You remember that time you created an obstacle course out of chairs so that you could “play Mario” because you didn’t actually own Super Mario Brothers, but you played it one time at that one friend’s house? LEGO Super Mario is like that, but more expensive.
In LEGO Super Mario, you can mix and match multiple build sets (each sold separately) to create a LEGO course for a Bluetooth-enabled Mario to run through, collecting coins, murdering Goombas, staring lovingly at Yoshi, while making use of “the latest in digital technology”, according to LEGO Group’s Julia Goldin.
LEGO Super Mario is a highly social, interactive and collaborative experience for kids.
Sort of how regular LEGO is, but with batteries.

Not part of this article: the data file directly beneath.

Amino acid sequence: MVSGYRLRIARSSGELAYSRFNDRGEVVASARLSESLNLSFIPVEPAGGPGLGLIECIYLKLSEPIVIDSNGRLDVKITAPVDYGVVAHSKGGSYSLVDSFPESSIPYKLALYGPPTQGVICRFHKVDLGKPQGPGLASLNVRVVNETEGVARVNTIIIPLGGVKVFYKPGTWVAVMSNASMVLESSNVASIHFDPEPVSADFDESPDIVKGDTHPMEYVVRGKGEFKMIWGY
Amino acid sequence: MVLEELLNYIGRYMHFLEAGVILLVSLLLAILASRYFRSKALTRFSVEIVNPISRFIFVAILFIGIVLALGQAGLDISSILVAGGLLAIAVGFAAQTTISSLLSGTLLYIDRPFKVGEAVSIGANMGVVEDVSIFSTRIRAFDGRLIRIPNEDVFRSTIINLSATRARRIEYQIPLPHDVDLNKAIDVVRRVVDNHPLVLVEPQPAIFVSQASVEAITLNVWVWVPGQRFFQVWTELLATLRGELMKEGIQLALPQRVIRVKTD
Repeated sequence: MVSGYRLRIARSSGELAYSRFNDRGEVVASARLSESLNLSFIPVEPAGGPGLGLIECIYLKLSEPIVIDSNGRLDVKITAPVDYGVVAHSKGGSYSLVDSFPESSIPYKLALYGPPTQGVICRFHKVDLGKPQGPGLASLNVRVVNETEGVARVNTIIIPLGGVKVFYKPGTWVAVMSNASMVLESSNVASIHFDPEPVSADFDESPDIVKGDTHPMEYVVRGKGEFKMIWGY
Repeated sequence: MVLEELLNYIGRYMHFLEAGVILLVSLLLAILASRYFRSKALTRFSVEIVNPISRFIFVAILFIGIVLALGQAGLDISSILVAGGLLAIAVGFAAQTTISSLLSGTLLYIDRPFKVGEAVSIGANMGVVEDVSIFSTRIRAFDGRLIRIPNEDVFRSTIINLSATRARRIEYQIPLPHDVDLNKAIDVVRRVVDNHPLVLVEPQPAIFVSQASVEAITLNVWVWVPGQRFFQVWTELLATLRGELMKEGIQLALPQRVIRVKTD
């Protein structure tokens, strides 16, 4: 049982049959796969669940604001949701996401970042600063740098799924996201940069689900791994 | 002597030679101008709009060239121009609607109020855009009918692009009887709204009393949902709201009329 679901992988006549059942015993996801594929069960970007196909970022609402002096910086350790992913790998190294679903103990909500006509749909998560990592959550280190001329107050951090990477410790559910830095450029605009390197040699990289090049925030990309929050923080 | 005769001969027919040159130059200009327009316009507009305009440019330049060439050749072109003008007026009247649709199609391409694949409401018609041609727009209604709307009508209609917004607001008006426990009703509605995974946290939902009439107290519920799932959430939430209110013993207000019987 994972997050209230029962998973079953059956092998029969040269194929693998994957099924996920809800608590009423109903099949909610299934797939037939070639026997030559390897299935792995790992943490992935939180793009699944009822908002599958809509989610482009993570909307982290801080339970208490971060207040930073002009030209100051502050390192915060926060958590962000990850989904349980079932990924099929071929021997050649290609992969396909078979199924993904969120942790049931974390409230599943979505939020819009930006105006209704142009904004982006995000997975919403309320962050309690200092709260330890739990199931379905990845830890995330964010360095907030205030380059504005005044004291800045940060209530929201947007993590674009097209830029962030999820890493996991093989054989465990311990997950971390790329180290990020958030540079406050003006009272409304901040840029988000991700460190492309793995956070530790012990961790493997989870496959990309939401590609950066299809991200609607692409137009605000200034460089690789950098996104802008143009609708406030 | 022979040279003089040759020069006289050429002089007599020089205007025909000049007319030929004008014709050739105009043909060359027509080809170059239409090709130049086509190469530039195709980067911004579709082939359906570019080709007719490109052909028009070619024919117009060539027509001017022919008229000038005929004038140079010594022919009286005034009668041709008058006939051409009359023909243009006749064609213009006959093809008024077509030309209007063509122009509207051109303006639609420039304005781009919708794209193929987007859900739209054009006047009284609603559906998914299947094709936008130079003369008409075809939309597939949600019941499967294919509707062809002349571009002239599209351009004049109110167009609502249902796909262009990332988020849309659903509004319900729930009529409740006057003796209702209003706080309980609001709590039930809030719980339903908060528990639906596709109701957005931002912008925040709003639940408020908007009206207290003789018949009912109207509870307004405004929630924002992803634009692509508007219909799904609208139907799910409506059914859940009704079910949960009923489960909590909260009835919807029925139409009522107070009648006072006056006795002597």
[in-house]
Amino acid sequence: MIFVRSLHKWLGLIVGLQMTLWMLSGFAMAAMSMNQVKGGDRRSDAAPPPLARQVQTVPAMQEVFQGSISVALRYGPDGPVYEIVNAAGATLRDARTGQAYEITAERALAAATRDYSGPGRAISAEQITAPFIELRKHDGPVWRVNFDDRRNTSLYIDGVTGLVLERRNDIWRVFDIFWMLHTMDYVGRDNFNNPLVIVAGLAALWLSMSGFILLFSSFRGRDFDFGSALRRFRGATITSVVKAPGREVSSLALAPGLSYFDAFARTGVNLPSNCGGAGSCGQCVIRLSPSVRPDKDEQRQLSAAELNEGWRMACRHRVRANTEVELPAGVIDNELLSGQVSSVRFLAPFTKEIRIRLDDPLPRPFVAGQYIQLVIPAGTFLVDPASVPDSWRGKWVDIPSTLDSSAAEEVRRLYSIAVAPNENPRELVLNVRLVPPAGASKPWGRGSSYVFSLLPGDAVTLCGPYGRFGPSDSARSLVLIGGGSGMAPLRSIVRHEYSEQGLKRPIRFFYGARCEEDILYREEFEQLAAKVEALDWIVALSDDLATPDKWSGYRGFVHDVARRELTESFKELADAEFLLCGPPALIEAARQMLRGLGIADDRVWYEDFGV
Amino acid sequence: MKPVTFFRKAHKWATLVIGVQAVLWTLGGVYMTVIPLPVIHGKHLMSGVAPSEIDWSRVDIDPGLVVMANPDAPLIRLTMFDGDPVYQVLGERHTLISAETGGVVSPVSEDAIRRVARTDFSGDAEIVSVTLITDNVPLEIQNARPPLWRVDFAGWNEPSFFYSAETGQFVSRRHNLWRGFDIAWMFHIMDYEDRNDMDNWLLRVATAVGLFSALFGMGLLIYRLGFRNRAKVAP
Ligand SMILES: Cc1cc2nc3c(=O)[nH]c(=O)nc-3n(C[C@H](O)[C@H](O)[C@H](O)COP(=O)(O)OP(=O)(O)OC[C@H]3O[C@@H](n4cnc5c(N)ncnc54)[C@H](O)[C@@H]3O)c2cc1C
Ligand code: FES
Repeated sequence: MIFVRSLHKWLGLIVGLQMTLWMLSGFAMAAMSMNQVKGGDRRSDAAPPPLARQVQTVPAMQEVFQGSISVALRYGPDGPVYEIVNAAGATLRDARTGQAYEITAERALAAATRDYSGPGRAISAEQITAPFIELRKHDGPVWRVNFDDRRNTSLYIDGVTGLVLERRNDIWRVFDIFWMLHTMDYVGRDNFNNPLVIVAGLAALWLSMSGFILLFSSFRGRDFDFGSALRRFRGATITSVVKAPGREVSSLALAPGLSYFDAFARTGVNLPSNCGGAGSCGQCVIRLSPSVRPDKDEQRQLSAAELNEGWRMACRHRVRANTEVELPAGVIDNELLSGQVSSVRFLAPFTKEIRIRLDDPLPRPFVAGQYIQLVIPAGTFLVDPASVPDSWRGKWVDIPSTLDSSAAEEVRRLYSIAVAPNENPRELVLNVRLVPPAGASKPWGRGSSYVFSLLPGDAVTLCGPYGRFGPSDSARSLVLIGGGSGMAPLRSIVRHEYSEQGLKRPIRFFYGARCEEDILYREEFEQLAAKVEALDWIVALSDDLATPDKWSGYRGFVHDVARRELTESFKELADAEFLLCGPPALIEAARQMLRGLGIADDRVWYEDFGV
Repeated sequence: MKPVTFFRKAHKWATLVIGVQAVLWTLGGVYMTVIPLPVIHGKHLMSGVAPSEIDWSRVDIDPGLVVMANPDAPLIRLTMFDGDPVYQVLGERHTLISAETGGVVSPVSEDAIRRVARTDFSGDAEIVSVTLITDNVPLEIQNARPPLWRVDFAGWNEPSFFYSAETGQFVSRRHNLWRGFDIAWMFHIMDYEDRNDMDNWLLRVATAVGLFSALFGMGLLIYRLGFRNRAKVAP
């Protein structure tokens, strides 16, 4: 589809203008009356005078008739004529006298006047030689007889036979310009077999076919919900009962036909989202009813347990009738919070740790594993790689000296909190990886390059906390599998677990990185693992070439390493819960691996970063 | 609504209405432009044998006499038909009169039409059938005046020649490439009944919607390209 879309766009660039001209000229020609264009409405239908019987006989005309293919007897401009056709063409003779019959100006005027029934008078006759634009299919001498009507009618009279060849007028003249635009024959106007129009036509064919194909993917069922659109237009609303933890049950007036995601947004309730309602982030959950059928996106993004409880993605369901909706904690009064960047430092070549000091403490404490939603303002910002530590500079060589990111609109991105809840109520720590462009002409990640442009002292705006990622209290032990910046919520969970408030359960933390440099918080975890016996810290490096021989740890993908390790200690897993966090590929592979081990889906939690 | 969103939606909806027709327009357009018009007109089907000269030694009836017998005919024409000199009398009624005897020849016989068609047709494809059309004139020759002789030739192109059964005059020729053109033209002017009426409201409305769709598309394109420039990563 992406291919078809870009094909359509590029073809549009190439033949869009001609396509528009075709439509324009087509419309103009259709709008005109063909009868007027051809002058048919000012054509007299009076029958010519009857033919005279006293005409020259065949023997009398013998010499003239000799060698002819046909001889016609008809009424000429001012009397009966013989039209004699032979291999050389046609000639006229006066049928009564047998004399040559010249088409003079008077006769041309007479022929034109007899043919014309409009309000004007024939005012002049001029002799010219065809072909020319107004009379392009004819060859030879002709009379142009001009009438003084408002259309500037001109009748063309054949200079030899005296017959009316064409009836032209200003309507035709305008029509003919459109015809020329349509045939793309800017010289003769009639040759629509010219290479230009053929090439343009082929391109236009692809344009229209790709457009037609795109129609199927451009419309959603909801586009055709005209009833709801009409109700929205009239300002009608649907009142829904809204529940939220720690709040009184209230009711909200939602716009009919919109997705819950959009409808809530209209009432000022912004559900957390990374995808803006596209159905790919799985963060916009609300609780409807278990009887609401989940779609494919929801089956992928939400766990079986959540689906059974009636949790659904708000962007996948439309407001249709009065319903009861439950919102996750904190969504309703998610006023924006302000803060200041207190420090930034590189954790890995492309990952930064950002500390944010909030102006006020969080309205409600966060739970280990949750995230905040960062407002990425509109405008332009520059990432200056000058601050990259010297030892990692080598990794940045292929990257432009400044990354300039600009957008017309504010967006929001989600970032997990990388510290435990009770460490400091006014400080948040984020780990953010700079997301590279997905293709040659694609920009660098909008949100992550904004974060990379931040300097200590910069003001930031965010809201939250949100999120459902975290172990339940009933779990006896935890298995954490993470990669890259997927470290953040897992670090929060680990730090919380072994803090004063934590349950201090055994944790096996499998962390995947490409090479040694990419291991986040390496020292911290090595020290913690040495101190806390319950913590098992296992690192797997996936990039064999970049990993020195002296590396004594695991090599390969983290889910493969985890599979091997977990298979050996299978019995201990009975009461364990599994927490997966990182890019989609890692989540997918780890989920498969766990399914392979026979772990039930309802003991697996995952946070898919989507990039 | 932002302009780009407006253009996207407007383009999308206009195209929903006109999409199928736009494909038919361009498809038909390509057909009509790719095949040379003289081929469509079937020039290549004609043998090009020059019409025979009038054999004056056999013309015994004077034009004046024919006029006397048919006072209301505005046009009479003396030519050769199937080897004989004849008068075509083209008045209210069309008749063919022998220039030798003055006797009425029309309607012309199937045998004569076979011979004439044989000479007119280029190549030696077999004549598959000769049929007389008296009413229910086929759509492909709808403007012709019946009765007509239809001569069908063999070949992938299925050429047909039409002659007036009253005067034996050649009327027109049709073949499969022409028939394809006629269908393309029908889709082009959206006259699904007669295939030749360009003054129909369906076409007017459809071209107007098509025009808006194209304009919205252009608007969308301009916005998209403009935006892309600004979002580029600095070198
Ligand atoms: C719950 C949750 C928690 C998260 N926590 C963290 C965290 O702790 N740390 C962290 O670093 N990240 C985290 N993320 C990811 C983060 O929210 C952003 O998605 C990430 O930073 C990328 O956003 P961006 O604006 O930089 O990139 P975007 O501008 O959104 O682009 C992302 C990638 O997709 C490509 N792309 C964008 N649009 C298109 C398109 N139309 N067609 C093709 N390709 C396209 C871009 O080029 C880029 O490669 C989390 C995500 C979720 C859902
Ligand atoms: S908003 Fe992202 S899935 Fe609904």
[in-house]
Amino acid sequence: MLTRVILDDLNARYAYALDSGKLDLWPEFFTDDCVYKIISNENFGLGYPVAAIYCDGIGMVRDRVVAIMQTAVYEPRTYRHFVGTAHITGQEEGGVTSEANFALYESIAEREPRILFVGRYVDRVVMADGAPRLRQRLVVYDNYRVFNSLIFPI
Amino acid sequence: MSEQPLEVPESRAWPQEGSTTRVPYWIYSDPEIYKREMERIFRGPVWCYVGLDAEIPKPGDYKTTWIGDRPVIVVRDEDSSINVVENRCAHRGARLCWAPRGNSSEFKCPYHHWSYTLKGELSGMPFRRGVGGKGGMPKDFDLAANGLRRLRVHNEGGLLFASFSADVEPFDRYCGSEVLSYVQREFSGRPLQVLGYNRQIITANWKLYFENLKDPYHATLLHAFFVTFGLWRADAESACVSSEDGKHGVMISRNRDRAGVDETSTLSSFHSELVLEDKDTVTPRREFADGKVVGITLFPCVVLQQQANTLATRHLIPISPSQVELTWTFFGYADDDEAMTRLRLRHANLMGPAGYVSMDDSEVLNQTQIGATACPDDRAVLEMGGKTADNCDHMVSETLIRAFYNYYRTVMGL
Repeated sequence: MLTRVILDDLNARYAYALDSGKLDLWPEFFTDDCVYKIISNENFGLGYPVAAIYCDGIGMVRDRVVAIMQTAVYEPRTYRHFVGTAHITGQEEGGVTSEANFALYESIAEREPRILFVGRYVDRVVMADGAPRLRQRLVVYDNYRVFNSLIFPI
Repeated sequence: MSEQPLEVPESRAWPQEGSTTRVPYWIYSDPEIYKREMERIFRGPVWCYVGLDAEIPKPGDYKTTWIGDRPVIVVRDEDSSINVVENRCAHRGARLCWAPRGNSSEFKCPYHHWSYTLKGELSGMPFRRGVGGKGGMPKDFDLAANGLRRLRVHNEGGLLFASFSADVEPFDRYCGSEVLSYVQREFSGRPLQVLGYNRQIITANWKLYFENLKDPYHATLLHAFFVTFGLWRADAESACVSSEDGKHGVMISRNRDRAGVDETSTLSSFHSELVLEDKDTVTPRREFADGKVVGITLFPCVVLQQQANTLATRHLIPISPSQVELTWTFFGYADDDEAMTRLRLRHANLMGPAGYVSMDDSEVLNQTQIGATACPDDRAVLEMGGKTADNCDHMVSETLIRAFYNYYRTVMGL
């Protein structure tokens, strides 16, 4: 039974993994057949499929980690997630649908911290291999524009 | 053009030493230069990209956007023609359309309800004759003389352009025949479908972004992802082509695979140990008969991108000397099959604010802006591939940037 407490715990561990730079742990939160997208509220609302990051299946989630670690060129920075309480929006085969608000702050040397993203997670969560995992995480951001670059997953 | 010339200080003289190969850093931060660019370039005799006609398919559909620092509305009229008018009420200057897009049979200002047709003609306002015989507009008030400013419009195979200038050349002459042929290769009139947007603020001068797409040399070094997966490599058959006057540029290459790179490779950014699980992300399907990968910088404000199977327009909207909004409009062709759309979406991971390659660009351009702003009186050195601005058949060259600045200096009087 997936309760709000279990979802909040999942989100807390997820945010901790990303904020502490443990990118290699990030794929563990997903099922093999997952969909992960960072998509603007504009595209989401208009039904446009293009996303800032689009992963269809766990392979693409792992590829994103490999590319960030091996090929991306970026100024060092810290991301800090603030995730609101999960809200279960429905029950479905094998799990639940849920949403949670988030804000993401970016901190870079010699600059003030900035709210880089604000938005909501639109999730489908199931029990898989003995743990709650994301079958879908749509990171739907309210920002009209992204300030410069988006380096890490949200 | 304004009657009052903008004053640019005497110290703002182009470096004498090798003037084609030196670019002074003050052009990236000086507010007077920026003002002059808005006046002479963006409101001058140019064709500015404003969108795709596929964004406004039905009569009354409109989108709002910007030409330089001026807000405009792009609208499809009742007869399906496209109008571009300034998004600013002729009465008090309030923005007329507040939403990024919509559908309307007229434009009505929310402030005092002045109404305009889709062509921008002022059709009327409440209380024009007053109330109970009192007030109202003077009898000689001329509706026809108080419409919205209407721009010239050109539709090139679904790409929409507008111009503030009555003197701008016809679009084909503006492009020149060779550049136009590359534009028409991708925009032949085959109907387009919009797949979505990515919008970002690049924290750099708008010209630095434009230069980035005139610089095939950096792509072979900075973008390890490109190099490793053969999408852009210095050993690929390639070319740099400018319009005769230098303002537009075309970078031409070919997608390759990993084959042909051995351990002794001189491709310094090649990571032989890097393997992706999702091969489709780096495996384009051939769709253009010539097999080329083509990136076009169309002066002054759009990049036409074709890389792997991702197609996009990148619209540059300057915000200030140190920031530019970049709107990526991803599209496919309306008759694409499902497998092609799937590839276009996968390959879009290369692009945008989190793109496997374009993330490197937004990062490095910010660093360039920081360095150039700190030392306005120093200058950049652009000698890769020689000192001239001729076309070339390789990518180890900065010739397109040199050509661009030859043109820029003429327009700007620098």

There are no real details about how LEGO Super Mario works, yet, but it looks like the robust little Mario figure interacts with certain objects via Bluetooth, expresses a range of feelings about the situation, tallies coin counts on his chest, and, potentially, includes a timing element to make whatever you’re doing more of a game.
Dear parents: all those sound effects will definitely never get old.
LEGO Super Mario is due to launch sometime towards the end of 2020.
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